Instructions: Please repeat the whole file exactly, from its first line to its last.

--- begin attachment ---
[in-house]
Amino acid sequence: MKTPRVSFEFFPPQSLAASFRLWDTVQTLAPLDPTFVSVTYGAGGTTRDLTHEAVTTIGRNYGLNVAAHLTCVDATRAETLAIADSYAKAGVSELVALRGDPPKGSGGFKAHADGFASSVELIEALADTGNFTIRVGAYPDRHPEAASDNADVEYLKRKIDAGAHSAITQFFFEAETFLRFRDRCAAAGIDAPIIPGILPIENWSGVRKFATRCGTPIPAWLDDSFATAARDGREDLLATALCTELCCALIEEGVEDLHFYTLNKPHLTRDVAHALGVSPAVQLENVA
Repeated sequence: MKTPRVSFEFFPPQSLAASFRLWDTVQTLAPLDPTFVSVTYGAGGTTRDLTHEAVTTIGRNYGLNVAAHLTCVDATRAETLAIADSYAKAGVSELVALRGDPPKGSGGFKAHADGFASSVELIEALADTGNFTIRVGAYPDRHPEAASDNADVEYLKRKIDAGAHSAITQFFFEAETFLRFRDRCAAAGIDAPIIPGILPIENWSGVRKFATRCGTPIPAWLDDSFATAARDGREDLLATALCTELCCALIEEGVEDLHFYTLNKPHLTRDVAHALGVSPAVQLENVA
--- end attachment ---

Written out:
[in-house]
Amino acid sequence: MKTPRVSFEFFPPQSLAASFRLWDTVQTLAPLDPTFVSVTYGAGGTTRDLTHEAVTTIGRNYGLNVAAHLTCVDATRAETLAIADSYAKAGVSELVALRGDPPKGSGGFKAHADGFASSVELIEALADTGNFTIRVGAYPDRHPEAASDNADVEYLKRKIDAGAHSAITQFFFEAETFLRFRDRCAAAGIDAPIIPGILPIENWSGVRKFATRCGTPIPAWLDDSFATAARDGREDLLATALCTELCCALIEEGVEDLHFYTLNKPHLTRDVAHALGVSPAVQLENVA
Repeated sequence: MKTPRVSFEFFPPQSLAASFRLWDTVQTLAPLDPTFVSVTYGAGGTTRDLTHEAVTTIGRNYGLNVAAHLTCVDATRAETLAIADSYAKAGVSELVALRGDPPKGSGGFKAHADGFASSVELIEALADTGNFTIRVGAYPDRHPEAASDNADVEYLKRKIDAGAHSAITQFFFEAETFLRFRDRCAAAGIDAPIIPGILPIENWSGVRKFATRCGTPIPAWLDDSFATAARDGREDLLATALCTELCCALIEEGVEDLHFYTLNKPHLTRDVAHALGVSPAVQLENVA